More Thoughts on Plastic Bag Bans

A couple of months ago, I wrote a column for the U-T San Diego on the proposed statewide plastic bag ban in California (which, thankfully, ended up going down to a narrow defeat in the state Senate). The article discussed how such an arbitrary government ban would harm individual and economic liberties by violating consumers’ and stores’ right of contract by dictating stores’ business practices, preventing people from using goods they want, and significantly harming the plastic bag industry, costing many their jobs. In addition, the piece noted how those in the anti-plastic-bag crusade tend to ignore inconvenient environmental facts about how paper and reusable bags consume more resources than plastic bags, and how reusable bags can even be harmful to public health.

The claims that plastic bags are worse for the environment than paper bags or cotton reusable bags are dubious at best. In fact, compared to paper bags, plastic grocery bags produce fewer greenhouse gas emissions, require 70 percent less energy to make, generate 80 percent less waste, and utilize less than 4 percent of the amount of water needed to manufacture them. This makes sense because plastic bags are lighter and take up less space than paper bags.

Reusable bags come with their own set of problems. They, too, have a larger carbon footprint than plastic bags. Even more disconcerting are the findings of several studies that plastic bag bans lead to increased health problems due to food contamination from bacteria that remain in the reusable bags. A November 2012 statistical analysis by University of Pennsylvania law professor Jonathan Klick and George Mason University law professor and economist Joshua D. Wright found that San Francisco’s plastic bag ban in 2007 resulted in a subsequent spike in hospital emergency room visits due to E. coli, salmonella, and campylobacter-related intestinal infectious diseases. The authors conclude that the ban even accounts for several additional deaths in the city each year from such infections.

In addition, I made a quick mention of the fact that a plastic bag ban would bring with it a new bureaucracy and regulatory costs that would ultimately fall upon consumers and taxpayers. On this point, I received a message from Anthony van Leeuwen, who runs the Fight The Plastic Bag Ban site. In his note, he confirmed my suspicions and detailed how such bag ban bureaucracies are affecting consumers and taxpayers who shop and live in the many local governments in California that have imposed such bans:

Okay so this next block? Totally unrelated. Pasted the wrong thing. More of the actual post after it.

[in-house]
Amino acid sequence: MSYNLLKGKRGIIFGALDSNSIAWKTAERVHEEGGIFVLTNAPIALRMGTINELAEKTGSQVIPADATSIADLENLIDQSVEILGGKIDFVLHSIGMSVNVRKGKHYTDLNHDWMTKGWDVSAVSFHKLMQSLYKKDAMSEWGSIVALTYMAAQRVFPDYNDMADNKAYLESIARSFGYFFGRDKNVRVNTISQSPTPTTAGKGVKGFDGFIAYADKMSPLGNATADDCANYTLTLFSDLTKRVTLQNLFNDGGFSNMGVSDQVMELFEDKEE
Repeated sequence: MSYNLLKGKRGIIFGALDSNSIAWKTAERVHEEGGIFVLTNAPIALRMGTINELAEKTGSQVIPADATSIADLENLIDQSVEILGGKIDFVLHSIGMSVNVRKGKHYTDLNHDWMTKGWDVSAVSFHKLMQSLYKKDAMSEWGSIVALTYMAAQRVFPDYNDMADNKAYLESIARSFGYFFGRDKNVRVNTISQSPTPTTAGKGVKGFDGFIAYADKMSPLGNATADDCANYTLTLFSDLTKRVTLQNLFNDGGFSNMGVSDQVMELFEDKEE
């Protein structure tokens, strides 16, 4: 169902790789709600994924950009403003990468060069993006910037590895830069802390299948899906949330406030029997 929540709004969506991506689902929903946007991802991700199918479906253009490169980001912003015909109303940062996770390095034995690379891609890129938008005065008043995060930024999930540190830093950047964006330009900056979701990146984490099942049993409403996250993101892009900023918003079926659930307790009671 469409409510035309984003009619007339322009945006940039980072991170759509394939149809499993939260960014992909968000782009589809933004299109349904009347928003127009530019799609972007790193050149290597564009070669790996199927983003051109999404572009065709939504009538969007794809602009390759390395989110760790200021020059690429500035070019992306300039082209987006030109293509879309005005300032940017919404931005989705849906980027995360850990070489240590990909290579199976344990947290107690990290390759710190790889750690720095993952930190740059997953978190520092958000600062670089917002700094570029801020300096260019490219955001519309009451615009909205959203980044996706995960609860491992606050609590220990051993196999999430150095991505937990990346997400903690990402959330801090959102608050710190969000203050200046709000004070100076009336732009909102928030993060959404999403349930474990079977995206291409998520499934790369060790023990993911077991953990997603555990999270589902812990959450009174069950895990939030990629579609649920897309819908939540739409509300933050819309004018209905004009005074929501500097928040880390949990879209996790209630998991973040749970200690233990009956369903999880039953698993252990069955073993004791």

One of the aspects of most ordinances in California requires retailers to send quarterly, semi-annual, or annual reports to the local jurisdiction on the number of paper bags issued, the money collected from fees, and efforts the store made to promote reusable bag use.

These reports must then be processed by the local jurisdiction to ensure the ordinance is enforced, and data analyzed and reports made to the city council or board of supervisors. This then becomes a burden for the life of the ordinance unless the ordinance is amended to remove the reporting required after five years or so.

In addition, complaints and reports of non-compliance must be investigated—including site visits to stores—incurring local jurisdiction costs borne by the taxpayer.

Moreover, the costs of a forced switch from plastic bags to paper bags (for a fee) and reusable bags are quite large. An article on reports that a statewide plastic bag ban would cost California residents more than $1 billion a year (see the full study here).

There is already talk of reviving the statewide bag ban in the next legislative session, but in the interests of individual freedom, economic prosperity, and sanity, let us hope that this idea is trashed instead of recycled.

See my full U-T San Diego column, “Bag ban bad for freedom and environment,” here.